(Did you make it to the end of this post? Good god, you deserve a gold star. If I gave those out. Which I don't. You should just feel good from the intrinsic motivation to better yourself.)

6 comments:

  1. I want to come study history with you.

    I used to do freelance work for a national textbook company, and one of my projects involved American history books. I was appalled at how watered down everything was.

    A great book on the Pilgrims and their interactions with the Native Americans is Nathaniel Philbrick's "The Mayflower." It's an eye opening account of just how much damage the Europeans did when they came over.

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  2. If you're not careful, your kids are going to love history. And that's not what God wants.

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  3. I too am trying to teach history and geography without a one-size-fits-all textbook. We must be the craziest two people in the world. I'm writing down your suggested titles for when we study American history. My kids really like the "You Wouldn't Want to....." series. They are a little like historical comic books. They have them for different scenes in American history, Ancient history, and all other types of history.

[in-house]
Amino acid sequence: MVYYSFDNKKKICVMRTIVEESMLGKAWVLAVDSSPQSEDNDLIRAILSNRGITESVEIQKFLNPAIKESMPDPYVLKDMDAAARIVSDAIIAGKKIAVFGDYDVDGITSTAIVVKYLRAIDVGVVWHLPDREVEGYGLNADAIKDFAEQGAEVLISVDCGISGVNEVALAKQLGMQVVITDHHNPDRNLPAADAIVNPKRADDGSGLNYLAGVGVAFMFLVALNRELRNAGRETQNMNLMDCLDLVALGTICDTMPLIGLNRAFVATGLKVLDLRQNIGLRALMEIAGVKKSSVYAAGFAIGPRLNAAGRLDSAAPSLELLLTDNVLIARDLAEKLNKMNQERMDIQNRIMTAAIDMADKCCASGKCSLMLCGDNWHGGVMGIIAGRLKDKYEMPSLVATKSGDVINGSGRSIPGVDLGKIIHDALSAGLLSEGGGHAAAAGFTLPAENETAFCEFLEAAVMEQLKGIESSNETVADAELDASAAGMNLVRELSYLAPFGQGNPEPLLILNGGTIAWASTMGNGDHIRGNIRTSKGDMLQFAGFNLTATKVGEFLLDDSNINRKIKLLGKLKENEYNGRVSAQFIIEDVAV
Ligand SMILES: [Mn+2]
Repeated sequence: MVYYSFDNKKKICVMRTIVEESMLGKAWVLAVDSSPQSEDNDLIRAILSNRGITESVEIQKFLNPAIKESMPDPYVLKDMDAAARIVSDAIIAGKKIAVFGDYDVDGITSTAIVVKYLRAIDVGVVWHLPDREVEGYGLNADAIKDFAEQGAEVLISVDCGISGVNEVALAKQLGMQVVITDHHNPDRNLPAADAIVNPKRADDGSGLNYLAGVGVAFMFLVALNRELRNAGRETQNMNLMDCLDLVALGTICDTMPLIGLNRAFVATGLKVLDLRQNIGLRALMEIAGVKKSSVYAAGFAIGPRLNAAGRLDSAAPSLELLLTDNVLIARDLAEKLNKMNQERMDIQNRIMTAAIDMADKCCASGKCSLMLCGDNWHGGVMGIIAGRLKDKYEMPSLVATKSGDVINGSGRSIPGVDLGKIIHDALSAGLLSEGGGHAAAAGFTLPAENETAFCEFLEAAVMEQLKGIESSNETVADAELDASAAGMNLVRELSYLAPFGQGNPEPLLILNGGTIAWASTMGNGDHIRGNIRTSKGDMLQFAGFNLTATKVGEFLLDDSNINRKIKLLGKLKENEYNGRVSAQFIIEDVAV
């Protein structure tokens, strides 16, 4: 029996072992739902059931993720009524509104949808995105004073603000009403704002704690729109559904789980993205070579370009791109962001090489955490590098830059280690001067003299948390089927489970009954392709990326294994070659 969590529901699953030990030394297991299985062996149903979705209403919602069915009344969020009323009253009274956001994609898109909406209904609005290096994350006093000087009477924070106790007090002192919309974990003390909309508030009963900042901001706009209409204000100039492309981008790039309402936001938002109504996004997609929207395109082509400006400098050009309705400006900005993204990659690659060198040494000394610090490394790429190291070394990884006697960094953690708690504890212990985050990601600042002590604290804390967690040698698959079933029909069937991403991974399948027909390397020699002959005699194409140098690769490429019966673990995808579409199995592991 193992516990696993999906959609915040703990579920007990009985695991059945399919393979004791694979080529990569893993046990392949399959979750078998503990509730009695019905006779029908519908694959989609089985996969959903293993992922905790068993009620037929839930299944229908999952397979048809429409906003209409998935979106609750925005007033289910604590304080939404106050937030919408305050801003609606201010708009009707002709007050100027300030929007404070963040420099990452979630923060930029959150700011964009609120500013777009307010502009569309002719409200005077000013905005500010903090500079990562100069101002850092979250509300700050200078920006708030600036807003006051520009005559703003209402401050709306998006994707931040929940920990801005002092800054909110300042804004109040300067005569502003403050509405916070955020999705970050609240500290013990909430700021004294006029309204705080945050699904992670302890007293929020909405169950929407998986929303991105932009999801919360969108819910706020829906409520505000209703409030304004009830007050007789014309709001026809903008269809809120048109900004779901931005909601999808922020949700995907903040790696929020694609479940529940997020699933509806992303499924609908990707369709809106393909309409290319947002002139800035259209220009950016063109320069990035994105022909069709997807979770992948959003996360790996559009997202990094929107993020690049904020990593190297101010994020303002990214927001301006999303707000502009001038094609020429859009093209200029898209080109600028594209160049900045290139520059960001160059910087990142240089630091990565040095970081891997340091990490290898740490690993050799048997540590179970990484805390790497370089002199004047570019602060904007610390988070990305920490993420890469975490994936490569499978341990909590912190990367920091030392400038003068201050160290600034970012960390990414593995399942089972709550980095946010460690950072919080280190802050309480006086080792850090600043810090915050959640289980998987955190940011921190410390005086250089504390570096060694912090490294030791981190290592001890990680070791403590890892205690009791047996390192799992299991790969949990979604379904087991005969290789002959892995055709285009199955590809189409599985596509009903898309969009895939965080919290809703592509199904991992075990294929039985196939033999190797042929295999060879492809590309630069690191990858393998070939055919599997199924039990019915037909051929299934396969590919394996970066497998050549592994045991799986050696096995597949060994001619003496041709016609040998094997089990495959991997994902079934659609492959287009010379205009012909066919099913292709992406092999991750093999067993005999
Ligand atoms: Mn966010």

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  4. You are my hero. Please, please may I send my kids to you for school? (This is truly fabulous. Well done.)

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  5. Thank you, thank you, thank you! This is so helpful. I'm a Christian, liberal, homeschooling mom living in the southeast. Your post feels (to me) like a God-send! I'm looking forward to reading other things you've come up with in the history department.

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  6. I was hoping you could please help me out!
    Could you please tell me where I would be able to find the Three Sisters coloring page?
    Thank you so very much!
    Andrea